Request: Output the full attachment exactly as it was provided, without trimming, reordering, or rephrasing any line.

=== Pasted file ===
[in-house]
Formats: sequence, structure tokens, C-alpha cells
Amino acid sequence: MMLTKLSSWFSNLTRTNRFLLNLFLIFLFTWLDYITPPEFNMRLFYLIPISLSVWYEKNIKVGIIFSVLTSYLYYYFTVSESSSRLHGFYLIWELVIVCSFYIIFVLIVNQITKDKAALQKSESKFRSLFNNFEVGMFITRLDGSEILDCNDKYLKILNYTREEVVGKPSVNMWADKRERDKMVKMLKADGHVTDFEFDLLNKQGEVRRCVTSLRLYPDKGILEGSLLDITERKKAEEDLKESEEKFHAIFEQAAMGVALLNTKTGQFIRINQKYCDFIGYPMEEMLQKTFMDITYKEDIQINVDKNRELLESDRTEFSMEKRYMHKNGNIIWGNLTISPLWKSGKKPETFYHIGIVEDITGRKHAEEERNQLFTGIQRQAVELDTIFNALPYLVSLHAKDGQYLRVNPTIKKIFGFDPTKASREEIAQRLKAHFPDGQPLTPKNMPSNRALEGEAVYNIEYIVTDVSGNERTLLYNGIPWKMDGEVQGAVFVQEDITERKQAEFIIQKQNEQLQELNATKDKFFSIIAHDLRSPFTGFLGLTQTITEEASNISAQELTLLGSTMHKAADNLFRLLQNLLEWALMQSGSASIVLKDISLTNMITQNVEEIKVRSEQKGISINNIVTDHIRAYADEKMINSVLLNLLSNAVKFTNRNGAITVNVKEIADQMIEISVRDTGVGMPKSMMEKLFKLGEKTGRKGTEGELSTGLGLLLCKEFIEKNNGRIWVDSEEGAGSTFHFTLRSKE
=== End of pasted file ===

[in-house]
Formats: sequence, structure tokens, C-alpha cells
Amino acid sequence: MMLTKLSSWFSNLTRTNRFLLNLFLIFLFTWLDYITPPEFNMRLFYLIPISLSVWYEKNIKVGIIFSVLTSYLYYYFTVSESSSRLHGFYLIWELVIVCSFYIIFVLIVNQITKDKAALQKSESKFRSLFNNFEVGMFITRLDGSEILDCNDKYLKILNYTREEVVGKPSVNMWADKRERDKMVKMLKADGHVTDFEFDLLNKQGEVRRCVTSLRLYPDKGILEGSLLDITERKKAEEDLKESEEKFHAIFEQAAMGVALLNTKTGQFIRINQKYCDFIGYPMEEMLQKTFMDITYKEDIQINVDKNRELLESDRTEFSMEKRYMHKNGNIIWGNLTISPLWKSGKKPETFYHIGIVEDITGRKHAEEERNQLFTGIQRQAVELDTIFNALPYLVSLHAKDGQYLRVNPTIKKIFGFDPTKASREEIAQRLKAHFPDGQPLTPKNMPSNRALEGEAVYNIEYIVTDVSGNERTLLYNGIPWKMDGEVQGAVFVQEDITERKQAEFIIQKQNEQLQELNATKDKFFSIIAHDLRSPFTGFLGLTQTITEEASNISAQELTLLGSTMHKAADNLFRLLQNLLEWALMQSGSASIVLKDISLTNMITQNVEEIKVRSEQKGISINNIVTDHIRAYADEKMINSVLLNLLSNAVKFTNRNGAITVNVKEIADQMIEISVRDTGVGMPKSMMEKLFKLGEKTGRKGTEGELSTGLGLLLCKEFIEKNNGRIWVDSEEGAGSTFHFTLRSKE